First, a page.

Why GMO labeling won’t increase food prices
Next month, voters in Washington will decide whether their state will be the first in the nation to require labeling of foods with genetically modified ingredients. In this debate, a key point of contention is whether food costs would rise if I-522 passes.
The opponents of the measure — Monsanto, Dupont, other agribusinesses, and many food manufacturers — assert that food costs for the average family would increase by several hundred dollars a year. Analysis of the assertion that food costs would rise reveals a great deal about the food companies and their views of the public. (It’s worth noting, as the Cry Wolf Project has documented, that business groups virtually always make the argument that costs will rise when they oppose regulatory measures.)
The claim that food costs would rise is partly based upon a commissioned study by Northbridge Environmental Management Consultants. It was prepared for the referendum on labeling in California last year, contributing to a vote rejecting by a narrow margin the labeling requirement after opponents swamped the pro-labeling forces by pouring $45 million into the campaign.
The Northbridge report concluded that costs would rise because food manufacturers would choose to substitute non-GMO ingredients for the GMO foods they currently use. Or they would reformulate their foods to avoid GMO products, resulting in increased food costs. These conclusions are echoed in the research brief prepared this year by the Washington Research Council. The council describes itself as the state’s “premier business-supported research organization.”
As the director of the Northbridge report wrote to me in an email: “a prudent risk-management strategy for food producers [would be to steer] … around the issue by using certified non-GMO ingredients or organic inputs.”
He continued: “Further bolstering that case is the experience in Europe which affects many of the same companies, albeit in a very different supply chain and farm environment. … Alternative sourcing of inputs has been the norm there.”
In other words, food would cost more not because changing labels is expensive — it isn’t, food manufacturers do it all the time — but because the companies would substitute more expensive, non-GMO ingredients.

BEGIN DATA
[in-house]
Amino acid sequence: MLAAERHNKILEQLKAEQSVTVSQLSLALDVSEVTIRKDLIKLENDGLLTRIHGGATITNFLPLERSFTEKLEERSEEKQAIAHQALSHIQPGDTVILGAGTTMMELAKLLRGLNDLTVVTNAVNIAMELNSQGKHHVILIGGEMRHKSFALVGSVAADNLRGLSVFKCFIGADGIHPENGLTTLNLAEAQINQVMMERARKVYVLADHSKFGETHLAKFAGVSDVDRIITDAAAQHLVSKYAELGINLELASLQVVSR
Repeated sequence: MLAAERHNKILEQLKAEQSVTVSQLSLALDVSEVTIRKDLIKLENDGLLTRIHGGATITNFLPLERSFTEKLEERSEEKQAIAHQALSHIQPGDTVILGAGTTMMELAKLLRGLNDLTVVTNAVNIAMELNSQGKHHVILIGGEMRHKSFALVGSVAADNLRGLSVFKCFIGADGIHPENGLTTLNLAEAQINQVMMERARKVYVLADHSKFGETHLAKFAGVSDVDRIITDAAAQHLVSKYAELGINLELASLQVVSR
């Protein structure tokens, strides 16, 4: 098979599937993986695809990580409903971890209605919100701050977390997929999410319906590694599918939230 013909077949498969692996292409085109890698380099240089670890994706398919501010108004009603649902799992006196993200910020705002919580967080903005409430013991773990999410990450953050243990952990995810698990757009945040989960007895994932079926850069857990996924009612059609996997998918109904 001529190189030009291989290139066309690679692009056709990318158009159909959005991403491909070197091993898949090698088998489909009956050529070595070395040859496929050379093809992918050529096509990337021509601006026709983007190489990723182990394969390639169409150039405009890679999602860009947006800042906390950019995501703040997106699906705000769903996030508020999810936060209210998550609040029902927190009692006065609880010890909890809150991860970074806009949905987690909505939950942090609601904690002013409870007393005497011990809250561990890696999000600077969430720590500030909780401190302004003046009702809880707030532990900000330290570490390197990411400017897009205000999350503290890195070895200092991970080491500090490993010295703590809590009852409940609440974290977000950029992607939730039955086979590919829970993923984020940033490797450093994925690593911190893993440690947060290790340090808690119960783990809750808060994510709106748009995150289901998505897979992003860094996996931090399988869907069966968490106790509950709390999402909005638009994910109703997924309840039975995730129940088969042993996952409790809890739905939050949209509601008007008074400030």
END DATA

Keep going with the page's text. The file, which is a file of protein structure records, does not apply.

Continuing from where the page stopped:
At best this is a simplistic economic analysis. For one thing, if labeling were required, particularly if (and when) the labeling requirement is adopted by other states, demand for non-GMO versions of corn, soybeans, and sugar beets — the basic GMO crops — would increase, production would expand, and prices for non-GMO ingredients would decline. The result would be a new price equilibrium surely less costly for food producers than the cost of current non-GMO ingredients.
For another, if foods with GMO ingredients indeed were cheaper to produce, there would be ongoing demand for the less expensive versions of food products, and some GMO foods would find a market niche at the lower price point.
But most interesting is that both sets of researchers conclude that the food companies would change their products rather than try to persuade consumers that GMO foods are safe, despite the fact that the U.S. government and distinguished scientific panels have long declared this to be the case.
The food companies are apparently convinced, and the consultant reports tacitly acknowledge, that consumers would not buy products that were labeled as containing GMOs. They fear that the public would reject GMO-labeled products as “frankenfoods,” the appellation they apply in the discussion when they argue that the public would reject what the food manufacturers have maintained for 30 years is perfectly safe. As the Northbridge report put it (p.28) : “To avoid labeling their products with a vague and potentially frightening warning, it is assumed that most or all food manufacturers will generally choose to replace their GE ingredients with non-GE or organic ingredients [emphasis mine].”
The food companies’ position thus comes down to this: Members of the public should not be permitted to know what’s in their food because they can’t be trusted to know where their interests lie. The industry that is second to none in creating consumer demand for things people don’t need — for example, flavored waters, fruitless fruit drinks — maintains that it would be powerless to convincingly represent as safe genetically engineered foods that people have been consuming for decades.
At the very least this is a proposition worth testing.
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